Hello and welcome to the movie blog of author John DeFrank - FilmZ and Guy Sobriquet Malone - Researcher


Carol is romantic. Wait, that's too simple; maybe capitalize the "R" and add that the film's romance is suffused with a rich blend of sight, sound, story, and atmosphere.
It's the holiday season in early 1950s New York. The nostalgic filter, the color palette that emphasizes greens and creams, the clothing, and the leisurely pace evoke our warm recollection of the simple perfection of the Eisenhower Era. The moral code of the time is not simple perfection, just perfectly simple: conform to society's norms, a dictate that forces some to live a lie. A young department store clerk named Therese (Rooney Mara) meets Carol (Cate Blanchett), a striking older woman who is shopping in the toy department for her daughter's Christmas present. The magnetism is immediate if subtle; the attraction palpable if reserved. That's how their relationship develops, each woman working through the obstacles presented by her own life: Therese wants a career as a photographer even as her boyfriend pushes her to go to Europe with him; Carol heading for a divorce from a husband (Kyle Chandler) who resents her lack of affection.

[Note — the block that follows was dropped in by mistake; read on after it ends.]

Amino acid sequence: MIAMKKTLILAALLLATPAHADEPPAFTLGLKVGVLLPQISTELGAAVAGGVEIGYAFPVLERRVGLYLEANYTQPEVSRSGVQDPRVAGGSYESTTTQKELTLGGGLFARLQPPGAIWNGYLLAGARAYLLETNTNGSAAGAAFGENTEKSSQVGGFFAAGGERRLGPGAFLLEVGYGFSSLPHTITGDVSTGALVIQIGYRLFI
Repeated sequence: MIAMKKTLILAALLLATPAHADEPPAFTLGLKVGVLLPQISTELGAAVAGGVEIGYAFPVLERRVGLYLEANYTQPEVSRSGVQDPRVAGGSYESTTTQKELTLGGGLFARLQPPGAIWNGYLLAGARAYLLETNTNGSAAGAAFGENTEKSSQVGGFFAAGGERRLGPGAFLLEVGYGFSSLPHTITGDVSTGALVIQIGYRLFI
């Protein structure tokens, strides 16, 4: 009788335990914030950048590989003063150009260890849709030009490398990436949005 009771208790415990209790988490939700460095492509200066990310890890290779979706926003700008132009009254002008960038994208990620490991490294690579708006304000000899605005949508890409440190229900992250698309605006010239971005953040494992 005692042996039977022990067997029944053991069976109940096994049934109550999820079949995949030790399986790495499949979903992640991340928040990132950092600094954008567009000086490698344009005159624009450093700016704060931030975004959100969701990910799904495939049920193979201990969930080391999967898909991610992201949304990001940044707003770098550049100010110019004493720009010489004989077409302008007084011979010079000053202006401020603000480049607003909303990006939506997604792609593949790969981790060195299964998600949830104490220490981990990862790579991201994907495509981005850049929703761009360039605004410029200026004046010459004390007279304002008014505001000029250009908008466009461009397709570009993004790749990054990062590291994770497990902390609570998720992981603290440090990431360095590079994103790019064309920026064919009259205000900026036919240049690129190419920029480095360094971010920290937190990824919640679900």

Credit Director Todd Haynes and his leading ladies that the film never portrays its characters as lurid or lustful. They fall in love, and it is natural and real. Cate Blanchett is regal, yet vulnerable, a soul in pain, yearning to be a good mother and live her life honestly. Rooney Mara (who seems like the reincarnation of a young Audrey Hepburn) is innocent, yet brave, as she seeks to discover her identity.
The film was nominated for a slew of awards, including six Oscars. Mara, who won Best Actress at the Cannes is really a co-lead in Carol, and it is category fraud that the was placed in the Supporting Actress category. Blanchett, as always, is Blanchett, arguably the top actress working today. It was also up for Adapted Screenplay, (from the novel, The Price of Salt), and its nominations for Cinematography, Costume Design, and Original Score attest to the aforementioned overall beauty of the film.

8 out of 10


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